Players get hot and cold over a seven-day period, it’s as sure as the samples are small.
That is why Katy created the Hot ‘N’ Cold All-stars.
According to multiple news outlets, specifically MTV/ET’s Kyle Anderson, Katy was dancing so viciously that she needed 17 stitches. However, instead of rushing off to the hospital right away, she “slipped a flesh-colored bandage” and continued.
Clearly, outside of how this grows the Katy Perry legend to Ruthian proportions, you are wondering what this has to do with fantasy baseball. Well, to get what you want you have to give something your all. For instance, I thought Paul Konerko was a legitimate sleeper coming into this year. I got him pretty cheaply in my 20-team league. Well, I didn’t really need any power, so I had to deal him for some speed. Did it hurt to pass up my sleeper-darling? Yes. Will the trade help in the standings, it should.
In addition, don’t be afraid to “lose trades.” If you are giving up more value, but gaining statistical advantages, you are better off in the long-term. While leaguemates might make fun of you for a semi-lopsided deal, that deal could put you over the top and on your way to laughing all the way to the bank.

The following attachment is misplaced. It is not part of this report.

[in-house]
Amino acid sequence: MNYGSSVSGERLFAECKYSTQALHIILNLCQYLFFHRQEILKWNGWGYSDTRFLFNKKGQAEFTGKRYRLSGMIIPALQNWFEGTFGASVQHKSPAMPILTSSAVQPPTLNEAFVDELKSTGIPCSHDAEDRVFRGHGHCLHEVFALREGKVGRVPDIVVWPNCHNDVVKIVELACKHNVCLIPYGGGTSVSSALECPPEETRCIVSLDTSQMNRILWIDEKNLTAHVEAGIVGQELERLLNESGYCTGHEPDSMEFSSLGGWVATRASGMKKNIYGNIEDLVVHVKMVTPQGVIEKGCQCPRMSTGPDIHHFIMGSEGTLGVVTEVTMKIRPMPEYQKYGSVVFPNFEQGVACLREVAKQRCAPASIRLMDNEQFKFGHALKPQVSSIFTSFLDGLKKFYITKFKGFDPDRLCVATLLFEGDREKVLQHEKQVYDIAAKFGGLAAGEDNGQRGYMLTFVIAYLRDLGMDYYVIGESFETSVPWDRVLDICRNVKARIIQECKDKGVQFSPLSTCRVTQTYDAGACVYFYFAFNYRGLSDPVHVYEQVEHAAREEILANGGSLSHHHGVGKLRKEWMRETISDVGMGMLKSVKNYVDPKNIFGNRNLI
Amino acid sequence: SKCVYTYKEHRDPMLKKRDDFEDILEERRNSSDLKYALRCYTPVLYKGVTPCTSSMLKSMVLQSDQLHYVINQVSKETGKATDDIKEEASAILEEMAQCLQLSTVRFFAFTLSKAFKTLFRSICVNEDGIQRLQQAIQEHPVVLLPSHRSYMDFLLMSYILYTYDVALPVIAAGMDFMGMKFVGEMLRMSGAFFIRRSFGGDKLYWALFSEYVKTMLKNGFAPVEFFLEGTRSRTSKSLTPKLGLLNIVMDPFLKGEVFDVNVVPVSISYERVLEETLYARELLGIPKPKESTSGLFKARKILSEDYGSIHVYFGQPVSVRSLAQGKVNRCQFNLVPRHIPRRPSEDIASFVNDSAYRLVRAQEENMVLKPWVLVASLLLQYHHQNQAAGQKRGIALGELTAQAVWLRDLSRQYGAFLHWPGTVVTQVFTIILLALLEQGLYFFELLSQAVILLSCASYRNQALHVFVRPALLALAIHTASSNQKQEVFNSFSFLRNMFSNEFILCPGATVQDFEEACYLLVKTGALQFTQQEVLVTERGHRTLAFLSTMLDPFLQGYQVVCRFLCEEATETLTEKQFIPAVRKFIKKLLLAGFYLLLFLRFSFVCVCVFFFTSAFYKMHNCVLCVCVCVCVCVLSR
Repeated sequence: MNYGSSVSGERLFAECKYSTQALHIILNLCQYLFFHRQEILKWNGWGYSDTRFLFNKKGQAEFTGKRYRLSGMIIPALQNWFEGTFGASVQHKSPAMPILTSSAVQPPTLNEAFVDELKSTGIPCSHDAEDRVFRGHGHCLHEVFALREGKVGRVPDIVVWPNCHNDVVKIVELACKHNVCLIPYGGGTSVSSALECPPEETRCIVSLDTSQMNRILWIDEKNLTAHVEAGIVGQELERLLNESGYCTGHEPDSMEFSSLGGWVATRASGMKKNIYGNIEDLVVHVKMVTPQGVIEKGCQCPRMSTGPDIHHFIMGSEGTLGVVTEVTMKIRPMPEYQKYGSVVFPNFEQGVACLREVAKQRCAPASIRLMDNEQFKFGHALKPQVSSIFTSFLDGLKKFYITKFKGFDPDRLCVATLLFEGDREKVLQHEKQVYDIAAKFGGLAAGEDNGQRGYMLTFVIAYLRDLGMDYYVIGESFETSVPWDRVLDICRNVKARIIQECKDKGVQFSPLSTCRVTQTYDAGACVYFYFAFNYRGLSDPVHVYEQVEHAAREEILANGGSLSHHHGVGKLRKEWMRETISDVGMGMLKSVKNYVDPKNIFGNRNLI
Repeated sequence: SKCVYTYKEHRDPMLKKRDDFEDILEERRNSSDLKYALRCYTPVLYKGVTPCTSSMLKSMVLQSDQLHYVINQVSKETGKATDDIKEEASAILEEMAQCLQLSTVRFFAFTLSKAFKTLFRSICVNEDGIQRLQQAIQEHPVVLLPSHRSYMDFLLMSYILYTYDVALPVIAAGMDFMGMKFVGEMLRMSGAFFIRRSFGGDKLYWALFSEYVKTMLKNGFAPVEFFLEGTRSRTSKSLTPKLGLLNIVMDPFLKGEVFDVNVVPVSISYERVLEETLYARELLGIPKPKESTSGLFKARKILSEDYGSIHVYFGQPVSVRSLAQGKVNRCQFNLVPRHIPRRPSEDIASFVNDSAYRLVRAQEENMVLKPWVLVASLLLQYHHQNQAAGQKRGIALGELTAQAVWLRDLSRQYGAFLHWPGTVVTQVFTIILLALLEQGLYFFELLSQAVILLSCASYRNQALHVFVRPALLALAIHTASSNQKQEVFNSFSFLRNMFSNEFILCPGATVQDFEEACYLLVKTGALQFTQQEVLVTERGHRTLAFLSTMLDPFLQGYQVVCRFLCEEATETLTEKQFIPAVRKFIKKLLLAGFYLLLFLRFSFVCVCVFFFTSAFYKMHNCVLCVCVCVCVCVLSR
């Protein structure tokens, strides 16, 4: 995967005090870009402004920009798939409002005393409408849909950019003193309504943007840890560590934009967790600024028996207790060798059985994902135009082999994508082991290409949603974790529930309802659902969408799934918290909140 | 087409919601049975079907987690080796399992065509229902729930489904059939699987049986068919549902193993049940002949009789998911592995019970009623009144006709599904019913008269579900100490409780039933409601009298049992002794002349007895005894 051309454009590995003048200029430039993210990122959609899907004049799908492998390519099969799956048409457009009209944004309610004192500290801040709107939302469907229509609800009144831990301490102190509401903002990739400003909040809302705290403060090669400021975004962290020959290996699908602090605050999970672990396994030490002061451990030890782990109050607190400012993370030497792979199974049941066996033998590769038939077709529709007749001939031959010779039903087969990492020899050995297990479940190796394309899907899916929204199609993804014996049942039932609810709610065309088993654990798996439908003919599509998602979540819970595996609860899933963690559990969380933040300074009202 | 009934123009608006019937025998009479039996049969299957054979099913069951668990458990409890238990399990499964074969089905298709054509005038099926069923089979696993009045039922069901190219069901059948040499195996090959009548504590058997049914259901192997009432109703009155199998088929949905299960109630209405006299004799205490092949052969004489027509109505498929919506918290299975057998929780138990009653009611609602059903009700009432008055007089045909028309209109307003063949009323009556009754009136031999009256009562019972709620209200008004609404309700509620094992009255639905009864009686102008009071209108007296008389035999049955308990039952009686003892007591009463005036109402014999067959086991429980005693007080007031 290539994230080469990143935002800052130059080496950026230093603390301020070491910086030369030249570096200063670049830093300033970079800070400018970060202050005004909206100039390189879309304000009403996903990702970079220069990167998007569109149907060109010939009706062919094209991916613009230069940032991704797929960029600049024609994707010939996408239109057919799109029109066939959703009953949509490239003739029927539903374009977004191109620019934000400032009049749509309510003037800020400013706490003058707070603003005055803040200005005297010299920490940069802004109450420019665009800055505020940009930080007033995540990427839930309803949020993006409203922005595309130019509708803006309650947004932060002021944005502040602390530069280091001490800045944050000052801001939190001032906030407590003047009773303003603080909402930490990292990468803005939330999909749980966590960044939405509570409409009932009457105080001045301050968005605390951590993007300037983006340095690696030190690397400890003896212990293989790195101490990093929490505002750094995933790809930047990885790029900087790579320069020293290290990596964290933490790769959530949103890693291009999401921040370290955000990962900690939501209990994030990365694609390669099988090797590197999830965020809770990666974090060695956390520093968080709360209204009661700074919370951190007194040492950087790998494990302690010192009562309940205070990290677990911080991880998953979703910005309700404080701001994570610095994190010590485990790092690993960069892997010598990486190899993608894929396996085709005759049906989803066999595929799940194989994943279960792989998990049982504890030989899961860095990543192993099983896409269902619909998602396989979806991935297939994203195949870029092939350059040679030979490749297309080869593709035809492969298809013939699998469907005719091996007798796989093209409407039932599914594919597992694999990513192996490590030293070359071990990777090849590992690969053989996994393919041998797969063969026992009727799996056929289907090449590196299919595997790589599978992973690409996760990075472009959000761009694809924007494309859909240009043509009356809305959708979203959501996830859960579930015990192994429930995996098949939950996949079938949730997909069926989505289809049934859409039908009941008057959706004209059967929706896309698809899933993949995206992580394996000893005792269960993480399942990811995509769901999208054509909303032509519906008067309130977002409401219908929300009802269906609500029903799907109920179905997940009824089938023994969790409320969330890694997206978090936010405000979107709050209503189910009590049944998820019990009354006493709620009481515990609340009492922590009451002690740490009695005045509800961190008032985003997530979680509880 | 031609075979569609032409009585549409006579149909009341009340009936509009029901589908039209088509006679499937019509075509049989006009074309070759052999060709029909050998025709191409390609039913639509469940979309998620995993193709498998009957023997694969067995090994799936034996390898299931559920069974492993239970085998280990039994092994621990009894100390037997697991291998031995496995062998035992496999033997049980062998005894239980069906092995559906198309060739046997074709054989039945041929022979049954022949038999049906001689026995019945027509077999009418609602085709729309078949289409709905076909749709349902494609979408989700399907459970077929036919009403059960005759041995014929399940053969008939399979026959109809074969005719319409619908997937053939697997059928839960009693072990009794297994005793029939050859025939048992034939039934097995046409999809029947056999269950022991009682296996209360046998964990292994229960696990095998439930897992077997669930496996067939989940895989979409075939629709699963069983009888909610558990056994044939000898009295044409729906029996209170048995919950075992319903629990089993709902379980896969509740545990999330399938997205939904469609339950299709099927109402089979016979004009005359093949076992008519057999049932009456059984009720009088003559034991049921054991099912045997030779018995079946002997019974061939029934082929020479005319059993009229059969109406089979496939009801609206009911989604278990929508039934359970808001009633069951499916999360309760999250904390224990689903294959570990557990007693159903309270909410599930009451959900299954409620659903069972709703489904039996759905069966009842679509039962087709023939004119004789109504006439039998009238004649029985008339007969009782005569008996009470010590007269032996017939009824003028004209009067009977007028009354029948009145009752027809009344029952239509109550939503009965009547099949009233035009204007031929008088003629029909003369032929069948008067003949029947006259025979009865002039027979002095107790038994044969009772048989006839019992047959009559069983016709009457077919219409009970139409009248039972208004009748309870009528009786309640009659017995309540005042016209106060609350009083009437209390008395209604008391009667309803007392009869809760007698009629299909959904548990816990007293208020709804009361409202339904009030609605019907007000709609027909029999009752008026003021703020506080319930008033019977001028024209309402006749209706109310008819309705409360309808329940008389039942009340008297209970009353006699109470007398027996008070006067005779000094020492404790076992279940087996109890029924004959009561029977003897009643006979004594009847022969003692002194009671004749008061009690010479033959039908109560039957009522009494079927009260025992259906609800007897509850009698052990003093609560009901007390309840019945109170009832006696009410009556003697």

In short, now is the time to strengthen ratio categories and manage the wire adroitly to pluck the best talent to replace the stars you’ve traded.
Gaby Sanchez – I’ve talked about Gaby a bit and just traded for him, so I’m not the most objective supporter. That said, hopefully his last seven days (six runs/RBIs, one HR, one SB and a .519) have increased his ownership. At his worst, Sanchez is a Helton-esque player; however I think he’ll exceed those expectations and end up with 20 or so HRs, a good amount of runs/RBIs, a handful of SBs and a really nice batting average. Would it surprise you that Gaby Sanchez is virtually Billy Butler? Sanchez has more runs/HRs/SBs; Butler has more RBIs and a better AVG). Butler is owned in 90% of Yahoo! leagues, while Sanchez is owned in 12%. Go figure.